Possible new tyrannosaur species uncovered

Discoveries at Springfield Science Museum and Amherst College point to new Tyrannosaur

Possible new tyrannosaur species uncovered
Tyrannosaurid Bone, Springfield Science Museum photos by Museum Staff

SPRINGFIELD, Mass. (WWLP) – A tyrannosaurid bone was discovered earlier this year by paleontologist Sebastian Dalman, who has also been researching collections at the Beneski Museum of Natural History at Amherst College over the past few years.

Professor Frederick Loomis
Photo of Professor Loomis courtesy of Beneski Museum, Amherst College

A pubis bone from Hell Creek, Montana (an area famous for T. rex fossils), collected by Professor Loomis was improperly labeled by one of his students and sent to Amherst College in the 1920’s.

Paleontologist Dalman and Dr. Lucas determined the bone was actually found at Ojo Alamo Formation site in New Mexico. They discovered the bone actually came from a new tyrannosaurid species, a slightly smaller cousin of the famous T. rex. Two other researchers at the Beneski Museum at Amherst College, found a jawbone also from the Ojo Formation site, came from this same new species.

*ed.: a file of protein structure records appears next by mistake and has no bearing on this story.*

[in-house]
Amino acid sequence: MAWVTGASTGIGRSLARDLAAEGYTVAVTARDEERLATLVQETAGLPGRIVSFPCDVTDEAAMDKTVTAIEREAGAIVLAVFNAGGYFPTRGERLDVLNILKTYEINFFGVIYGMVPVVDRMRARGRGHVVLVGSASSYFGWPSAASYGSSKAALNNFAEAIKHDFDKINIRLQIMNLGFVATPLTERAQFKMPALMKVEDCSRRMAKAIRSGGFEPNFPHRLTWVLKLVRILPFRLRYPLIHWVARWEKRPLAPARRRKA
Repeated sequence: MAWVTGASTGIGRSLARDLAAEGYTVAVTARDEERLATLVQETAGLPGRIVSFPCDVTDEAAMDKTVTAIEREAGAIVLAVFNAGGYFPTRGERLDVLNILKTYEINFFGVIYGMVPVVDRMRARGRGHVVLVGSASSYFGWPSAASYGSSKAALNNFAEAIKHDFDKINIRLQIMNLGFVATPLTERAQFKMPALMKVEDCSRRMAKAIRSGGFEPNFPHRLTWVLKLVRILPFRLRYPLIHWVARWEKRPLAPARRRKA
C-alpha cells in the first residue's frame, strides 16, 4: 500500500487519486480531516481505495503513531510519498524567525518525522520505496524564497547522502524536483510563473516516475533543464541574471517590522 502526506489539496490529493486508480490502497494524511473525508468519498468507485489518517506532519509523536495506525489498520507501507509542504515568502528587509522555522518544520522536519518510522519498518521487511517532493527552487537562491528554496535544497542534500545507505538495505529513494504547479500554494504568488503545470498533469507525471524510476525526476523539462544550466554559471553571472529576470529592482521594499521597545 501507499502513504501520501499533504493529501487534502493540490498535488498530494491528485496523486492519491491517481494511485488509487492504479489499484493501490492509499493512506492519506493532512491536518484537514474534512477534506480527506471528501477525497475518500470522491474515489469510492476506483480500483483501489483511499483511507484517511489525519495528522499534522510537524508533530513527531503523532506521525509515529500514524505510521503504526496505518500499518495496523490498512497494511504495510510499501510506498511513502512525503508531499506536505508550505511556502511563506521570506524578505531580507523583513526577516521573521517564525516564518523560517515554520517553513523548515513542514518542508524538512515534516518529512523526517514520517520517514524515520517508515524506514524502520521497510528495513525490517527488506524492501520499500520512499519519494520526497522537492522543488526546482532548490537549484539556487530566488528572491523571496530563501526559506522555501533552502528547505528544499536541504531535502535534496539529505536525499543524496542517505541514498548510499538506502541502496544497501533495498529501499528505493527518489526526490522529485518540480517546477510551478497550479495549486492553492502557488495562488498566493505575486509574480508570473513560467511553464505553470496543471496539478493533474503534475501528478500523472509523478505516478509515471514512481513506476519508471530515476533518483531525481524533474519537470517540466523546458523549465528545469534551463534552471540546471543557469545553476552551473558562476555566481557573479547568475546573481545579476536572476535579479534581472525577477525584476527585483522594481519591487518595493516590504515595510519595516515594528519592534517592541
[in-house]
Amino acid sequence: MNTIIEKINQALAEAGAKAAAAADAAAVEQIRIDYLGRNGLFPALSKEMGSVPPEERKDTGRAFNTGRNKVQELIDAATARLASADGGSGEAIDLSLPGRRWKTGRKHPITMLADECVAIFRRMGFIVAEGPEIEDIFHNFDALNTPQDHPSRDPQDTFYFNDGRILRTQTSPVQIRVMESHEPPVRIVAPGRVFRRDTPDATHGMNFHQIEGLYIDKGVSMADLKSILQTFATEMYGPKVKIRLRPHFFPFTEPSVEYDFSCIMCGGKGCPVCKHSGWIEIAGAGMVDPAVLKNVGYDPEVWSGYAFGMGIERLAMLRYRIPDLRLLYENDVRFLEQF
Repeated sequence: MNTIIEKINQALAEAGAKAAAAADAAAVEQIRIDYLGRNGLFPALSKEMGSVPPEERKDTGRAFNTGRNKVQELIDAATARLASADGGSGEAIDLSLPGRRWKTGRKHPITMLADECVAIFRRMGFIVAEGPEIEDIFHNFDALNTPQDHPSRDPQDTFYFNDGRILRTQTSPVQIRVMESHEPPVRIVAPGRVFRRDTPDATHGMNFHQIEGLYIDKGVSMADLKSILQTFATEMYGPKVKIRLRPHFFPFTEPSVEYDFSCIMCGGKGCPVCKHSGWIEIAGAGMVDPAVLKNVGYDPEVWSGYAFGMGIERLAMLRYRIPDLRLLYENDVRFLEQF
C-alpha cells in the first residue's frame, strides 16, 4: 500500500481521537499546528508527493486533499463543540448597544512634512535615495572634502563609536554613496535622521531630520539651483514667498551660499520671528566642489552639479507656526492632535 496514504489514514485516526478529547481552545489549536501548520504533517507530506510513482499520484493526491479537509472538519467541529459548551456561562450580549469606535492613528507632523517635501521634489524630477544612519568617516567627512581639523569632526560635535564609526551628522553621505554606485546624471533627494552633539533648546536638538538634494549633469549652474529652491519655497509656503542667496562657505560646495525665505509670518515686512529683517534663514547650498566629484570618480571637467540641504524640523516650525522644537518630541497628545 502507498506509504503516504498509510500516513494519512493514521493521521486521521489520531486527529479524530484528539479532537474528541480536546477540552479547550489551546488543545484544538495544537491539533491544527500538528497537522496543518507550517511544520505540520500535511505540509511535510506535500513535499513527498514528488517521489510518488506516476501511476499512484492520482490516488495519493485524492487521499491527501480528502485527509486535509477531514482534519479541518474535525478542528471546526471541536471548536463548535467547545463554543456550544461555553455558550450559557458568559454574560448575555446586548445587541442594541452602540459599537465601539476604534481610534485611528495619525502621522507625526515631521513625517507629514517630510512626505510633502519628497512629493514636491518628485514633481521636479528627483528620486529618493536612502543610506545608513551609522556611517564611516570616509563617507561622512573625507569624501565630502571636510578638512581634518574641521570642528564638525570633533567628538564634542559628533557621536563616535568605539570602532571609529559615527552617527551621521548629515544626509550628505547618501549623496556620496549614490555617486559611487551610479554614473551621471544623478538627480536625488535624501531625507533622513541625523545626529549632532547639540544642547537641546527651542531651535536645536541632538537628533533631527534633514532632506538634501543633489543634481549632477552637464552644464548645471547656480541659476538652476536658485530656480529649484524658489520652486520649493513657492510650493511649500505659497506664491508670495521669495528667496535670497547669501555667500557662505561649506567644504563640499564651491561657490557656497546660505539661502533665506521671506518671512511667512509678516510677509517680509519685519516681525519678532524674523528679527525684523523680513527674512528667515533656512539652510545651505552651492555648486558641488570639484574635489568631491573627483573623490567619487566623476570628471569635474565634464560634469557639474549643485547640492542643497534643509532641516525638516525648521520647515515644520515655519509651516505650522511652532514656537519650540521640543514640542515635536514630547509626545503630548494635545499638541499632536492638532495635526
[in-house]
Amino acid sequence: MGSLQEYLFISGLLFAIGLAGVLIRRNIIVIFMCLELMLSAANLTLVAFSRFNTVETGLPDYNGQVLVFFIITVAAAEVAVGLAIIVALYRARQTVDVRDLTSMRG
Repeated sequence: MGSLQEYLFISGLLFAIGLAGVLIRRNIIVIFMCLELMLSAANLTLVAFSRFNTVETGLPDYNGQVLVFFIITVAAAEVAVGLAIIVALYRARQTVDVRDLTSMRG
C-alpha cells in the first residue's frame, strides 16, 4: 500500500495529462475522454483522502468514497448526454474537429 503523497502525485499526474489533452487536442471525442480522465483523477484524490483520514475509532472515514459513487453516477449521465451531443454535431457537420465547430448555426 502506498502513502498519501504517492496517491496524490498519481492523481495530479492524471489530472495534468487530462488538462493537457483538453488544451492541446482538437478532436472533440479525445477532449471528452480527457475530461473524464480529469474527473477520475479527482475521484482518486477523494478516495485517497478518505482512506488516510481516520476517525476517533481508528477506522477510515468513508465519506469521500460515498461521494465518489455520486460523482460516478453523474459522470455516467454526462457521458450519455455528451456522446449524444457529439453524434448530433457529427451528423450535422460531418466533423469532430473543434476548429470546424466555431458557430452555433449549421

While preparing a Alamosaurus bone for display at the Springfield Science Museum, paleontologist Dalman found bite marks and compared it to the jawbone and determined that the marks were most likely made by a member of this new tyrannosaur species. If so, the bite marks provide the first evidence in North America that tyrannosaurs fed on Alamosaurus.

These findings are under review to be proven correct and will the new species will then be given a proper scientific name. In the meantime, the pubis bone from the still-unnamed tyrannosaur is part of a new display in Dinosaur Hall at the Springfield Science Museum, alongside the larger Alamosaurus bone and photos from Professor Loomis’ expeditions.

“We’re all intrigued by this discovery, and extremely excited to see how this all turns out,” commented David J. Stier, Director of the Springfield Science Museum, adding “We’re indebted to our colleagues at the Beneski Museum and at the Perot Museum of Nature and Science in Dallas, Texas for their assistance with this effort.”

 

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The Springfield Museums are located on the Quadrangle at 21 Edwards Street in downtown Springfield. Hours are Tuesday through Saturday, 10 a.m.-5 p.m. and Sunday, 11 a.m.-5 p.m. For more information about programming and special events at the Springfield Museums, please visit springfieldmuseums.org or call 413-263-6800.

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